Out of hours help and support

If you have an urgent but not-life-threatening medical need, make sure you visit NHS 111 online first rather than going straight to A&E.

NHS 111 

NHS 111 online makes it easier for patients to get the treatment they need in the right place. The service can also direct patients to urgent treatment centres/walk in centres, GPs, pharmacies, emergency dental services or other more appropriate local services.
NHS 111 online can also tell you where to get help for your symptoms, how to find general health information and advice, where to get emergency supplies of your prescribed medicines and how to get a repeat prescription.

If you have hearing loss, are Deaf or have difficulties communicating you can also access NHS 111 by textphone on 18001 111 and British Sign Language (BSL) users can use the NHS 111 BSL interpreter service.

To find out more as well as information in alternative formats including BSL, easy read, large print and audio visit nhs.uk/111

If you or your loved one have a life-threatening illness or injury then you should always dial 999.

Urgent Treatment centres (urgent care centres)

Urgent treatment centres are usually overseen by doctors (sometimes GPs) working with nurses.

If you need one, you can often get tests like an ECG (electrocardiogram), blood tests or an x-ray.

They can diagnose and deal with many of the most common problems people go to A&E for.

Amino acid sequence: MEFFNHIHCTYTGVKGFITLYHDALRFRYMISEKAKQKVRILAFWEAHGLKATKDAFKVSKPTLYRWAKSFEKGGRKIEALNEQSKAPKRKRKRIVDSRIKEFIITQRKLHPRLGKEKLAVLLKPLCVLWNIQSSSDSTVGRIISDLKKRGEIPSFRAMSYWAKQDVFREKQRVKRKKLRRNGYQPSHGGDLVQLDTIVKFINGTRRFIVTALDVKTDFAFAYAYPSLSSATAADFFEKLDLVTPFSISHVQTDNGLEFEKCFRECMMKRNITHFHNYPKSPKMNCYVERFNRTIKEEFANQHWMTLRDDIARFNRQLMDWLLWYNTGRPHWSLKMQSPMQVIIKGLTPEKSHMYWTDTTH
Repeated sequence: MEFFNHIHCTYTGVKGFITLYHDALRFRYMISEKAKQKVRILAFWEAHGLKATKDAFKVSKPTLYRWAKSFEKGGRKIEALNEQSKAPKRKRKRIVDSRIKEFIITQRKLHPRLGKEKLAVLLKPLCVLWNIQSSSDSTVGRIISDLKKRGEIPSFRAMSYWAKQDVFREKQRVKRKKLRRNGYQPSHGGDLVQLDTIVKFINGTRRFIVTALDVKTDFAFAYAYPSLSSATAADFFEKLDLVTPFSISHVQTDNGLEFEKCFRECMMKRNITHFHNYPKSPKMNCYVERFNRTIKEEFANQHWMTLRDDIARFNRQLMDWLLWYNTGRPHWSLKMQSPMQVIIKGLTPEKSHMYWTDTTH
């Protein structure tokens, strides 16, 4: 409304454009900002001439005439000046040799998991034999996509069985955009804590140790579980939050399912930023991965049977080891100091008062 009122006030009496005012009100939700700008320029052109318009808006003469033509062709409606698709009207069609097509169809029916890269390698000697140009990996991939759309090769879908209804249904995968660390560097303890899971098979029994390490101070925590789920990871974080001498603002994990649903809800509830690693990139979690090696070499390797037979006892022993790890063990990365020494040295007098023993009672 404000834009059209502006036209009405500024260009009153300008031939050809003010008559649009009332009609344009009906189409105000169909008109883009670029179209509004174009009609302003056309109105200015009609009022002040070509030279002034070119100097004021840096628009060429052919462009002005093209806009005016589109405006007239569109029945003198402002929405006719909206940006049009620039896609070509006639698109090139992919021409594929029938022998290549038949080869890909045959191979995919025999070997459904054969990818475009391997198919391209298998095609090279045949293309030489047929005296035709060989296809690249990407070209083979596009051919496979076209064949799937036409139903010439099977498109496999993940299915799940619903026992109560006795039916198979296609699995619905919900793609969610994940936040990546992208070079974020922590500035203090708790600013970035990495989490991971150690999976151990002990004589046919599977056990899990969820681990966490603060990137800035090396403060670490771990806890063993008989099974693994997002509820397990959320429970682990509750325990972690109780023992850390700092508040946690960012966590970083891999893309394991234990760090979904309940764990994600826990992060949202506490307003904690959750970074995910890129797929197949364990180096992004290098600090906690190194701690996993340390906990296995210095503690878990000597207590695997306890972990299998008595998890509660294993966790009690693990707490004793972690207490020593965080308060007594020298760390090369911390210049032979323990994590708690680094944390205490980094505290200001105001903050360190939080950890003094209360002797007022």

These are things like: 

  • broken bones and sprains
  • injuries, cuts and bruises
  • wound dressing
  • stomach pain 
  • coughs, colds and breathing problems
  • vomiting and diarrhoea 
  • skin infections and rashes
  • high temperature (fever) in children and adults
  • mental health problems

If a doctor decides you need a prescription, they can organise one for you. Emergency contraception is also available.

You do not need an appointment to visit most urgent care services.

You do not need to be registered with a GP or have a fixed address to use any urgent care service.

Chest Pain/Heart Attack

People act upon chest pain, but heart attacks manifest themselves in different ways, and people may not recognise other symptoms, such as a squeezing across the chest, sweating, shortness of breath, feeling weak or lightheaded or a feeling of unease.

Symptoms of a heart attack can include:
o chest pain – a sensation of pressure, heaviness, tightness or squeezing across the chest
o pain in other parts of the body – it can feel as if the pain is spreading from your chest to your arms (usually the left arm is affected, but it can affect both arms), jaw, neck, back and tummy (abdomen)
o feeling lightheaded or dizzy
o sweating
o shortness of breath
o feeling sick (nausea) or being sick (vomiting)
o an overwhelming sense of anxiety (similar to having a panic attack)
o coughing or wheezing
• Although the chest pain is often severe, some people may only experience minor pain, similar to indigestion.
• While the most common symptom of a heart attack in both men and women is chest pain, women are more likely to experience other symptoms such as shortness of breath, nausea/vomiting and back or jaw pain.

Even if you’re unsure if you or somebody you’re with is having a heart attack, call 999 and describe your symptoms

If you are deaf, have hearing loss or a speech impairment you can text 999 for emergency services but your phone has to be registered beforehand.